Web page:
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Thursday, August 26, 2010

Podcast

The second episode of the podcast is up and running.




There was a great response to the first episode, nearly a thousand downloads so far. It has been great to get so much feedback too. Thanks for everyone who emailed in. Personally, I've only had a chance to reply to about half of the emails so far, sorry for any delay.

We name check a few people in the podcast - and I decided to pick 'new' people rather than regular blog readers. So please don't feel shunned by that, it was purely to keep the 'gravity web' expanding yet further.

In this episode myself and Danny look at:

  • The London Screenwriters' Festival
  • The never-discussed issue of - can you actually make a living? In essence we look at what has now grown into the dark blue part of the Scriptwriters Life. Do you go for all or nothing? Or get by and make small bits of fun like Mr Vista? I bring up the point of; do you know what your "one slogan" is? This is the process I needed to go through when creating my animated resumé.
  • What makes a great first 10 pages of a script? Danny talks about moving beyond the set up and lessons learnt from reading entries to the Red Planet competition.
  • And in the reviews section I discuss a late 90s film called "The Eighth Day" while Danny goes crazy for two US TV shows "Southland" and "Breaking Bad".

As ever, the podcast will be featured here, on the podcast homepage and on Danny's blog. Or subscribe via iTunes so you don't miss out!

Thursday, August 19, 2010

A writer's job in 5 years time


What will your job, as a writer and moving image story teller, be like in a few years time?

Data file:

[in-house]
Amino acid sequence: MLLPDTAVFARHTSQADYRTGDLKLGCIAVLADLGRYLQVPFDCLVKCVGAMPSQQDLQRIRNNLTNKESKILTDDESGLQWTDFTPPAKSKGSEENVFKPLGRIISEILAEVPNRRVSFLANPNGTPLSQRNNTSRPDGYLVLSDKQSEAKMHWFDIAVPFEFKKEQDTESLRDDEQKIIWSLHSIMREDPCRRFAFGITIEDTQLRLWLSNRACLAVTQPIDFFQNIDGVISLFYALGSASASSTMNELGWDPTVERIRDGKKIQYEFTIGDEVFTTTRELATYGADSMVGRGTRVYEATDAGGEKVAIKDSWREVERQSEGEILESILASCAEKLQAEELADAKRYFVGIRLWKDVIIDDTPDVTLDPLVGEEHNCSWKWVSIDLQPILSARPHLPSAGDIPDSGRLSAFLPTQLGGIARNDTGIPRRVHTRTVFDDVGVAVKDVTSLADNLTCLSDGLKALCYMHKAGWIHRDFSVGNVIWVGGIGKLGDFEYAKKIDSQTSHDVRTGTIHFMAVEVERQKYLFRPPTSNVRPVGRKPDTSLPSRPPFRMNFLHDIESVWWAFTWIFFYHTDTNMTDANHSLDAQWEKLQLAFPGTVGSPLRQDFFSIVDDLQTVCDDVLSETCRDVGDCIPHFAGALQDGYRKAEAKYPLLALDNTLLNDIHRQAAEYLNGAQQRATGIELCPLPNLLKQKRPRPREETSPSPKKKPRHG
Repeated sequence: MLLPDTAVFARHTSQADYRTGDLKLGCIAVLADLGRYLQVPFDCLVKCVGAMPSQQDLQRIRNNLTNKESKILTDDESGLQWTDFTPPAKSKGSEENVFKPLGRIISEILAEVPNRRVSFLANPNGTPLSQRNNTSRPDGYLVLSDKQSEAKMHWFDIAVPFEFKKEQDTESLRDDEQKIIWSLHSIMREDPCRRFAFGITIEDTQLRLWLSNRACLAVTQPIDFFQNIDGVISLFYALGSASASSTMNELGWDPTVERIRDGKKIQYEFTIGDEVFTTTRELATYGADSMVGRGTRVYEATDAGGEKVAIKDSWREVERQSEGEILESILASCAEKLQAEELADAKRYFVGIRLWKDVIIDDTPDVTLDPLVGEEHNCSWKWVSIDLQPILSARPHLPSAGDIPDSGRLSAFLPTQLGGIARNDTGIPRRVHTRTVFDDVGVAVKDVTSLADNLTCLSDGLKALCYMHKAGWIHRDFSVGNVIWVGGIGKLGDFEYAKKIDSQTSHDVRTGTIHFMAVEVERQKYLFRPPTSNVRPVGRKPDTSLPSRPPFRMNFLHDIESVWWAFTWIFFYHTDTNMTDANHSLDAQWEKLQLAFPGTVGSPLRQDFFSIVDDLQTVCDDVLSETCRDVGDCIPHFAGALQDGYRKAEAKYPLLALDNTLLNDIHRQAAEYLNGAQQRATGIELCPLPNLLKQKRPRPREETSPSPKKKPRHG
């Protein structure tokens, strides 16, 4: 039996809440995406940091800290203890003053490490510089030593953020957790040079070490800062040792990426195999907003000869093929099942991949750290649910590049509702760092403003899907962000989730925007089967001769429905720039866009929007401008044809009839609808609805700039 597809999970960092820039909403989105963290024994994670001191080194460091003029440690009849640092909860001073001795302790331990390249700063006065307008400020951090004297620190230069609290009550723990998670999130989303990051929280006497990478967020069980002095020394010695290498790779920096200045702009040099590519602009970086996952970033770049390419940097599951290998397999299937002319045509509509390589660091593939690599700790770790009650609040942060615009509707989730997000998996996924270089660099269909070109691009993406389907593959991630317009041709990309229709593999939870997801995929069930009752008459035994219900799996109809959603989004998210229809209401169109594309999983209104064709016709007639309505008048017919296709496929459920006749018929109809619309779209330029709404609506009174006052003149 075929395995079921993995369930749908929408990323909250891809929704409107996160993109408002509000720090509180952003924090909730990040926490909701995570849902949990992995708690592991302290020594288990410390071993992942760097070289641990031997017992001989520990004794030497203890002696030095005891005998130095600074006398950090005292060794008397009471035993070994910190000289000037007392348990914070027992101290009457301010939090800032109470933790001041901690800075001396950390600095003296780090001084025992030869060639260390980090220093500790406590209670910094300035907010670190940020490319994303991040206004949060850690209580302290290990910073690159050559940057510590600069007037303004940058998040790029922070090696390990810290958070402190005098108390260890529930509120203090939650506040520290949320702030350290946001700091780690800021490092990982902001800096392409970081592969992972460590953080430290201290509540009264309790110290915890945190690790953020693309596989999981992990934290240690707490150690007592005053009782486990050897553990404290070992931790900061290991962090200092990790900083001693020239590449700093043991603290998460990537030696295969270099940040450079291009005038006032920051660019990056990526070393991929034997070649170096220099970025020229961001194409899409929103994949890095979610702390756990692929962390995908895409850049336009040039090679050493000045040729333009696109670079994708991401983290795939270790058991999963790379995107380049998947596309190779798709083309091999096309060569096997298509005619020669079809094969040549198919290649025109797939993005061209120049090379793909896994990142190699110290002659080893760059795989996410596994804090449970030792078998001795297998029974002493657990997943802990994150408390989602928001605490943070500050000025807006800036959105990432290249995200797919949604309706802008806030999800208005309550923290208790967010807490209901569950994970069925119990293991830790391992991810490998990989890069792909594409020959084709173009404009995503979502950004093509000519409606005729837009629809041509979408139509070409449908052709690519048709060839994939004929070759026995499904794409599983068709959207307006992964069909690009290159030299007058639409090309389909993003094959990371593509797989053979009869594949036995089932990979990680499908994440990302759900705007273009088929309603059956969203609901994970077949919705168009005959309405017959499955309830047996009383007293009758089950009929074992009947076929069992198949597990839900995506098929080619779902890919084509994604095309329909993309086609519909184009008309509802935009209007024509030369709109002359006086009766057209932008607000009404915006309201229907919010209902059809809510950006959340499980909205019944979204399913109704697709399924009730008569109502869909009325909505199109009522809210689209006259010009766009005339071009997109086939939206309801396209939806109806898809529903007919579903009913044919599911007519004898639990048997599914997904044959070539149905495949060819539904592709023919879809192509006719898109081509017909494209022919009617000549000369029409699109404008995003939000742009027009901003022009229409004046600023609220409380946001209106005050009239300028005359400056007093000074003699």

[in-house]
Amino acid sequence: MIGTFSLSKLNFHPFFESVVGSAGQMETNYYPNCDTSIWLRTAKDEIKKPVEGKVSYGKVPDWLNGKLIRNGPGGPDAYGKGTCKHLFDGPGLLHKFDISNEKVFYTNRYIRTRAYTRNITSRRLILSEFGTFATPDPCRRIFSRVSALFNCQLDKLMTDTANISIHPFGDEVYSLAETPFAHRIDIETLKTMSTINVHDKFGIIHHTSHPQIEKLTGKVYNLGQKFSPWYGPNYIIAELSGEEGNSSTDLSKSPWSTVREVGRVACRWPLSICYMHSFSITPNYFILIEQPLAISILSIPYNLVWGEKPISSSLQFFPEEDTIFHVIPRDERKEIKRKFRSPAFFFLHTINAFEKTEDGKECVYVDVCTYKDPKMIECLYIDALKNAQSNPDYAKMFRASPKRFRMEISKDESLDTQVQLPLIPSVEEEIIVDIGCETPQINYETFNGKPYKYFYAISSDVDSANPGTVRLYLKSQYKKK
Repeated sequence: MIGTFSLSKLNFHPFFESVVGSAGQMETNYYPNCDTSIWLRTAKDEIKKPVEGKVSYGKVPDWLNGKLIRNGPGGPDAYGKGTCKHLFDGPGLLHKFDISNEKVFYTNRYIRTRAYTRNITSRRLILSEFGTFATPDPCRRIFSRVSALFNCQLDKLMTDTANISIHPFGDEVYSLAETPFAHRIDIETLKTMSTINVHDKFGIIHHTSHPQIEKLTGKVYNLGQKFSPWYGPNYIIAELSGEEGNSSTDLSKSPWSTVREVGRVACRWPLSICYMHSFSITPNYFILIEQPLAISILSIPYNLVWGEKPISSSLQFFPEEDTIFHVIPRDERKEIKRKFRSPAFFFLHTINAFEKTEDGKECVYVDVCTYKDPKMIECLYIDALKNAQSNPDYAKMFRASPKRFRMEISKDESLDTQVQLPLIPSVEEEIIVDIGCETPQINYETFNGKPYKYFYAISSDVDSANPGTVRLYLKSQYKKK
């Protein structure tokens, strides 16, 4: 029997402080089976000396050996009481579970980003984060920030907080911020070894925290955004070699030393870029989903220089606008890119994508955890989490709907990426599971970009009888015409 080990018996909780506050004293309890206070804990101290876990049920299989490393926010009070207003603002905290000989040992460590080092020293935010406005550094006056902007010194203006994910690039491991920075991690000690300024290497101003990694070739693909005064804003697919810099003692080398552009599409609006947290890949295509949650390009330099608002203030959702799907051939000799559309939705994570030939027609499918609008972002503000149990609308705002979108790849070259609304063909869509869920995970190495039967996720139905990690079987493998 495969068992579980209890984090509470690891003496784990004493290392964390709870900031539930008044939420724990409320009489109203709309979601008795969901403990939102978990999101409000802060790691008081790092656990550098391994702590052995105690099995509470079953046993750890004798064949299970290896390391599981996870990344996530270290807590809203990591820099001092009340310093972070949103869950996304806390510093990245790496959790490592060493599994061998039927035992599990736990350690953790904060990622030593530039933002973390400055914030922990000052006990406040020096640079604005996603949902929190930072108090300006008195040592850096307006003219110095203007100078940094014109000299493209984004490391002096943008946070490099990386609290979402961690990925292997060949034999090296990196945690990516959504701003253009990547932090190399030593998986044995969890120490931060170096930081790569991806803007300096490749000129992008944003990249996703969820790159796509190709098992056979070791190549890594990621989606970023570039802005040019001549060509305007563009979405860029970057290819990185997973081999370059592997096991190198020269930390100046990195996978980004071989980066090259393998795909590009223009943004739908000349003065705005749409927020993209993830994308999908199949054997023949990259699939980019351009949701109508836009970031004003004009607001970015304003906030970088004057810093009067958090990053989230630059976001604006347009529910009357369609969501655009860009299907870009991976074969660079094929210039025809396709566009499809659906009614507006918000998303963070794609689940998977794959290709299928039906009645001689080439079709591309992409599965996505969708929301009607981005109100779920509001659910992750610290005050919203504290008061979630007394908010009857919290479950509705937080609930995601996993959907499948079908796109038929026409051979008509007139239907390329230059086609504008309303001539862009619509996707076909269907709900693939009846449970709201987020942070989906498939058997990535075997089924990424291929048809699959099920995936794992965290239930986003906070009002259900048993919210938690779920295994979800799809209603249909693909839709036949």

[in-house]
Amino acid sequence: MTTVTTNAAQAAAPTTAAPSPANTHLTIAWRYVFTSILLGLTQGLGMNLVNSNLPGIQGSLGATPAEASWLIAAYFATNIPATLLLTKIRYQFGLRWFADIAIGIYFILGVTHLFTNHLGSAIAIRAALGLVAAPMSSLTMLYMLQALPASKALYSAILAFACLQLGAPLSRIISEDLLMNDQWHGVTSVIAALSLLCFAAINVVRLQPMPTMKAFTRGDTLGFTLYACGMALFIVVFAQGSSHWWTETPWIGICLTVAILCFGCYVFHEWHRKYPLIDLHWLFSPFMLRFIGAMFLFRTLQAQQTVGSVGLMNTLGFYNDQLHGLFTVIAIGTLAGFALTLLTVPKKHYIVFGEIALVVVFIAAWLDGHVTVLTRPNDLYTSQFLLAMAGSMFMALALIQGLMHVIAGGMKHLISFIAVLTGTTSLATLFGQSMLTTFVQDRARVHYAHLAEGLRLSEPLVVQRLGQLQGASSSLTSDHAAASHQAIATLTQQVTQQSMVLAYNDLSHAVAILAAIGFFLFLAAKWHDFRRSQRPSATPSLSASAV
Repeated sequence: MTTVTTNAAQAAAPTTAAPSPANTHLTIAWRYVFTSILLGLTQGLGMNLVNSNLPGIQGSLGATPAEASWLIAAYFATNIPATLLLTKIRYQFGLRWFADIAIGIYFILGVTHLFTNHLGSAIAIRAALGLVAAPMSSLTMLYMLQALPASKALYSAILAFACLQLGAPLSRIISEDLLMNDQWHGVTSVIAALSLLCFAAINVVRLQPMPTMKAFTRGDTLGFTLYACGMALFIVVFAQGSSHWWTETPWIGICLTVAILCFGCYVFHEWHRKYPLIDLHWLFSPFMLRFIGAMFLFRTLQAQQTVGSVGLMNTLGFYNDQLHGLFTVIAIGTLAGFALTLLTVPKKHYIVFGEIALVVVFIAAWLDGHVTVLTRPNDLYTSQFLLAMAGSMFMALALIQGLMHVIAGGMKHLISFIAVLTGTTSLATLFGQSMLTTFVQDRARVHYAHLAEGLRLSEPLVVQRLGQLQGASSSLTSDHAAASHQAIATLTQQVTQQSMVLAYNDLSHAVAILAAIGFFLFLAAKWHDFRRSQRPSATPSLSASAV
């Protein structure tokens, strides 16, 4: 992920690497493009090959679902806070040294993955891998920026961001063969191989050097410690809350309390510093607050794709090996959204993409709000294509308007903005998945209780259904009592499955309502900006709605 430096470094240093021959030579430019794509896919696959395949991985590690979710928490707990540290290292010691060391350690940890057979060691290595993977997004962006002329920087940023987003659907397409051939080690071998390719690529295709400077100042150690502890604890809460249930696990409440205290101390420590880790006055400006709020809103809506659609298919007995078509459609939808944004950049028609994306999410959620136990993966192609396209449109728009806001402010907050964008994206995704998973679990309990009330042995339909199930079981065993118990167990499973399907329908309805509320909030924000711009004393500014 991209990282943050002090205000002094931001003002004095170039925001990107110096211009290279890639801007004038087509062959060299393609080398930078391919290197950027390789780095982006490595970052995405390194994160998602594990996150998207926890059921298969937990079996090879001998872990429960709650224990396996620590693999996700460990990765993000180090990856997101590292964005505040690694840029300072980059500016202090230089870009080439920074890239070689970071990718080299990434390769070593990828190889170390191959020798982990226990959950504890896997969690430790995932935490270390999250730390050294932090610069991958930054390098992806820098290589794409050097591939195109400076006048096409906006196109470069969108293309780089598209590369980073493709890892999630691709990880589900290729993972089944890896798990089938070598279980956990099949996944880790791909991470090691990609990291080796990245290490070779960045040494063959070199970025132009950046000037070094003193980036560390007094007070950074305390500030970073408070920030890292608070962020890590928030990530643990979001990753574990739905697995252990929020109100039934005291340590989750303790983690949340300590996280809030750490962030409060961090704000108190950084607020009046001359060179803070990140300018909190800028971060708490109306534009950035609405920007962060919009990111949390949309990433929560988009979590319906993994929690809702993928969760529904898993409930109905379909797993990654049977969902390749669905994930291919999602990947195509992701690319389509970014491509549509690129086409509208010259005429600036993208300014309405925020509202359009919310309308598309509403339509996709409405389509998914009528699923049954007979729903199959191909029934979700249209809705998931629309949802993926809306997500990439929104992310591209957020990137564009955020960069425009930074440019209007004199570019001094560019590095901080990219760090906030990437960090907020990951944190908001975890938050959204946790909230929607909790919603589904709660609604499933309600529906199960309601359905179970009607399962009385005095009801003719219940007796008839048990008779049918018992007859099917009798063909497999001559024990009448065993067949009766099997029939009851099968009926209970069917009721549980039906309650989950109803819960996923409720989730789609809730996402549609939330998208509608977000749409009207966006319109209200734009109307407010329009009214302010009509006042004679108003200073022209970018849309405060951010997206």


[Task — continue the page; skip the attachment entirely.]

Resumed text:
One key change we could all see would be the detaching of format and story. By that I mean that you stop being a writer for a single mediumg. There won't be a TV writer, a radio writer and a film writer - not to the same extent there is now at least. Instead, you would have writers of franchises and certain genres and they work across all formats.

Why do I say that? Because the number of outlets and media types is increasing all the time. Having a different writer for comics, TV, web, webisodes, events, film, spin offs etc etc seems to make less and less financial sense PLUS seems worse for continuity AND for artistic vision. You are the writer, you write it all.

Can writers do this? I don't see why not. An actor can move between film, stage and radio plays and we don't feel that is odd. In fact, we celebrate it.

One glimpse into this future is a new site that indie film maker Rob Pratten has pulled together - Transmedia Storyteller. This helps story tellers tell stories across all media outlets. Send text messages from your characters, send emails, organise fictional blogs - all from this one place. A long overdue idea I feel. 

This idea of bringing characters into the real world isn't new of course. But doing it all from one place, so writers can do it, so we can concentrate on the story and not the technology - that is new. 

Check it out if you want a glimpse into one possible future for writers. 

Wednesday, August 11, 2010

If you are thinking of running a workshop or lecture - watch this.

I've been running and helping to organise a lot of workshops and educational events recently, including one for the MyOneWord competition.

Like me, I expect you have gone to many different workshops, courses, seminars, lectures, festivals - and any other name that I have forgotten.

A lot of them soon descend into a series of dull monologues (even though everyone involved is great) and you wish you could sneak off after lunch. The reason; writing is a 'doing job' and listening to people talking about, thinking about, doing it isn't really all that helpful.

Another reason is that they normally consist of hour long talks. As writers, we should know that this isn't engaging. Ever written a hour long scene - or even a sequence of scenes? Me neither.

With that in mind, I made this. If you are thinking of running a workshop or lecture - watch it.



(note: this looks at using the idea in business meetings - but it applies just the same)